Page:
published: 22 /
Six Shooter Records
Fabulous third album from Canadian bluegrass outfit the Dead South, which will appeal to those who would usually steer clear of the genre
Having missed their Glastonbury performance, one can only assume that Canadian bluegrass heroes the Dead South expanded their audience somewhat. If the four-piece displayed just a fraction of the energy that producer Jimmy Nutt (Ex-Fame Recording Studios, enough said) has captured on the band’s third album 'Sugar and Joy’, the audience would have lapped up their infectious sound and dynamism. If bluegrass isn’t your thing then check out the band’s video for ‘In Hell I’ll Be in Good Company’ and get ready to be converted, apart from the song being addictive and appealing to those who would usually cross the road to avoid bluegrass it’s coupled with excellent visuals. It’s no surprise that it’s had over 145 million views so far. Yes, that’s 145 million.
‘Sugar and Joy’ is the sound of a band not only believing in what they do but also enjoying it. There’s a sense of camaraderie shining through these eleven songs, the sound of a bunch of guys sharing a musical vision and having fun creating it. Although there are thirteen tracks listed on the sleeve the opening cut, the instrumental ‘Act Of Approach’ is just 45 seconds short and the closing tune, ‘Distance Oneself’ clocks in at just over one minute and is also an instrumental cousin to that opening tune. They are there for a reason though; they top and tail the music between perfectly.
While the band continue with their usual brand of upbeat bluegrass we’ve come to expect from them on the real opening song ‘Diamond Ring’, there’s evidence that the band are widening their musical boundaries a little throughout the album. That opening song is hard to sit still to despite the subject being a robbery; there are unexpected shifts in tempo and atmosphere which make it compelling listening, and with shades of blues mixed in with the bands usual sound it’s a killer of a song to start the album with.
‘Blue Trash’ is a sing-a-long which races along at times. Another song that it’s hard to sit still to, it’s blessed with fantastic harmonies; so much is made of the talent these guys have on their various instruments and how they can make them talk that it’s easy sometimes to forget just how competent each member is on their chosen instrument. ‘Black Lung’ is a banjo-drenched tale with an irresistible double bass line that drives the song along. Again the song tells a whole story in just over three minutes and the vocals are once again flawless.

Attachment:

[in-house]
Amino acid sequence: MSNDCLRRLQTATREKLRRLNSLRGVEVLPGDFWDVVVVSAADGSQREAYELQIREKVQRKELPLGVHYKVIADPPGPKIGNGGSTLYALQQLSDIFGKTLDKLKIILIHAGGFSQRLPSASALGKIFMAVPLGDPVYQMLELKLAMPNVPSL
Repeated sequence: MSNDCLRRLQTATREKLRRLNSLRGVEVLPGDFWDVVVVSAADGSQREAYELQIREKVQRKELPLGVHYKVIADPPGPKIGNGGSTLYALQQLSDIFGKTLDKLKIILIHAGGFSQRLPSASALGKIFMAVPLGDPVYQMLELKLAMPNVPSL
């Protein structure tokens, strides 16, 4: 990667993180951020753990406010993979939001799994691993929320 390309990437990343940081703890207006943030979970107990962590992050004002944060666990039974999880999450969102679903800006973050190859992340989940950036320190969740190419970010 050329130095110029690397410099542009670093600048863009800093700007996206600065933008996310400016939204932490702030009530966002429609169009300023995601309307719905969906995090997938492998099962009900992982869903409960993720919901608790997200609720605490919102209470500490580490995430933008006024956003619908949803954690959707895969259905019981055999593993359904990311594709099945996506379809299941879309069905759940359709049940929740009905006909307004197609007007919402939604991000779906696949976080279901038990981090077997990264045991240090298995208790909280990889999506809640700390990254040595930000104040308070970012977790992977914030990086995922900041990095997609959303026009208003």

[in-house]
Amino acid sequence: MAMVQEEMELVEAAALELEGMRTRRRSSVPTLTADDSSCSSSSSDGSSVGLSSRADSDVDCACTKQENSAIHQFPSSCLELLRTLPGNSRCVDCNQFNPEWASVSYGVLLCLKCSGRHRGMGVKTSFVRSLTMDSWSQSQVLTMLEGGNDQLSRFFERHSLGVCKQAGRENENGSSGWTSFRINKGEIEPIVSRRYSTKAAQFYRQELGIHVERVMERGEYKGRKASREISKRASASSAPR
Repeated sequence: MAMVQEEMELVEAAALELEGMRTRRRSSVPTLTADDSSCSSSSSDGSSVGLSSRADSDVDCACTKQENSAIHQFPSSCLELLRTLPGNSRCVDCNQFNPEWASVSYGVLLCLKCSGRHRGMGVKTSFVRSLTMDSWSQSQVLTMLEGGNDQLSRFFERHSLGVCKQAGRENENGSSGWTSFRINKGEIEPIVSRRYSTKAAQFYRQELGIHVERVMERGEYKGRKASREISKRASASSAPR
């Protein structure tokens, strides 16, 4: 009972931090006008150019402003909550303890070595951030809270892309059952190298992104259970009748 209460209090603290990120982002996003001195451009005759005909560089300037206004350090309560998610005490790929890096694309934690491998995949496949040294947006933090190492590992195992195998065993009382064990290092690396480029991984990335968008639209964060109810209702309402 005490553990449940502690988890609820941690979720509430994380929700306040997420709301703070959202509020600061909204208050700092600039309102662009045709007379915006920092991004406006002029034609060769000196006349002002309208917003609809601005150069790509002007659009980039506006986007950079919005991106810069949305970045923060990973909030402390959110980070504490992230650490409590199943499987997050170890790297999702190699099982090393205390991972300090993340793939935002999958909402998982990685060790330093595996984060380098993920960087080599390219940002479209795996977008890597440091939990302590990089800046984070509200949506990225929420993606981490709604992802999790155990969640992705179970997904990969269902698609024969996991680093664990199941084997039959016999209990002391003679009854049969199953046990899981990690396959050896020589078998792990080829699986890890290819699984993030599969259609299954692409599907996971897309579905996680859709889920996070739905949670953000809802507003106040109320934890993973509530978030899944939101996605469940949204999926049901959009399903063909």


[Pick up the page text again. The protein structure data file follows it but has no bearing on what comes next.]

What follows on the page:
“Need a whiskey for this one” someone mentions at the start of ‘Fat Little Killer Boy'. Its hilarious but disturbing lyrics again driven by banjo will have the listener’s foot, tapping despite the disconcerting lyrics.
‘Broken Cowboy’ is where the band seems to take a slightly different direction. All the elements are still there but the band lower the tempo; as the story unfolds it becomes apparent that it’s another song about fighting but with an even sadder twist this time, the strings bringing home even more the sadness at the core of the song. A band that is always strong lyrically on this track turn in some of their best work.
‘Crawdaddy Served Cold’ is the most adventurous track on the albumm. It displays various sides of the band and there are lines there that must mean something to them - “Life ain’t easy being on the road/It’s a van full of filthy trash, and a bag of stinky clothes/Long drives and cigarettes/Sweaty suits for weeks, and trying to play our best.” It’s a highlight.
A bluegrass album for those who think bluegrass is a genre that won’t appeal to them then. The songwriting, playing, arrangements and production are all first class, which is why ‘Sugar and Joy’ will broaden The Dead South’s fan base and why this album deserves your time.
Act of Approach
Fat Little Killer Boy
Snake Man, Pt. 1
Snake Man, Pt. 2
Heaven in a Wheelbarrow
Crawdaddy Served Cold
Have a Listen:-